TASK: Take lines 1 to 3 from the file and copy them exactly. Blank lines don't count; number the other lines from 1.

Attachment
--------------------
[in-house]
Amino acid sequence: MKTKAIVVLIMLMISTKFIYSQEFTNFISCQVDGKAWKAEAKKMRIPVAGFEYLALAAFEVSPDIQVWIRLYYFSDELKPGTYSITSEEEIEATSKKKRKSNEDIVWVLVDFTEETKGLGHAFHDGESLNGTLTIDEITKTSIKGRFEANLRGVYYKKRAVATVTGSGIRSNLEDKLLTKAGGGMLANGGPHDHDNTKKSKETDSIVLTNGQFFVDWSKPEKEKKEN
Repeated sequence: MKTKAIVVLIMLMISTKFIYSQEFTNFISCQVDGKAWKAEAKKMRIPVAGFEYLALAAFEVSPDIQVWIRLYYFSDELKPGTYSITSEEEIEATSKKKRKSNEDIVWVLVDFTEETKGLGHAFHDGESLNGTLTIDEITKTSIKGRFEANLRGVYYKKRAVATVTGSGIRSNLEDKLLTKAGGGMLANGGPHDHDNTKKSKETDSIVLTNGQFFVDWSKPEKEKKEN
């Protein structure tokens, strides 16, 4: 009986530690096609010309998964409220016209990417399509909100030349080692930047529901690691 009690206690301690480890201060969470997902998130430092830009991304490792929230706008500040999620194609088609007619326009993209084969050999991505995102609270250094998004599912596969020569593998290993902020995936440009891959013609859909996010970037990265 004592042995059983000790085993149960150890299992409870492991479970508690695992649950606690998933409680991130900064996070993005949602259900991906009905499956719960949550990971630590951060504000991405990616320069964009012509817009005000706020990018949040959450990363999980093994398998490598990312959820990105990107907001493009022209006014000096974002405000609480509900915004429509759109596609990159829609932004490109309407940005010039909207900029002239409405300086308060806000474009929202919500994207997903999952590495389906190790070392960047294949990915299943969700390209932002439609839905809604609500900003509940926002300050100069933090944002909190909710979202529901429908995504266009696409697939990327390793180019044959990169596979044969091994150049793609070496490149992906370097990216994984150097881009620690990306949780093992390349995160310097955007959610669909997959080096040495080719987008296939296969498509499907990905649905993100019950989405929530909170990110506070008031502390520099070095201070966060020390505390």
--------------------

[in-house]
Amino acid sequence: MKTKAIVVLIMLMISTKFIYSQEFTNFISCQVDGKAWKAEAKKMRIPVAGFEYLALAAFEVSPDIQVWIRLYYFSDELKPGTYSITSEEEIEATSKKKRKSNEDIVWVLVDFTEETKGLGHAFHDGESLNGTLTIDEITKTSIKGRFEANLRGVYYKKRAVATVTGSGIRSNLEDKLLTKAGGGMLANGGPHDHDNTKKSKETDSIVLTNGQFFVDWSKPEKEKKEN
Repeated sequence: MKTKAIVVLIMLMISTKFIYSQEFTNFISCQVDGKAWKAEAKKMRIPVAGFEYLALAAFEVSPDIQVWIRLYYFSDELKPGTYSITSEEEIEATSKKKRKSNEDIVWVLVDFTEETKGLGHAFHDGESLNGTLTIDEITKTSIKGRFEANLRGVYYKKRAVATVTGSGIRSNLEDKLLTKAGGGMLANGGPHDHDNTKKSKETDSIVLTNGQFFVDWSKPEKEKKEN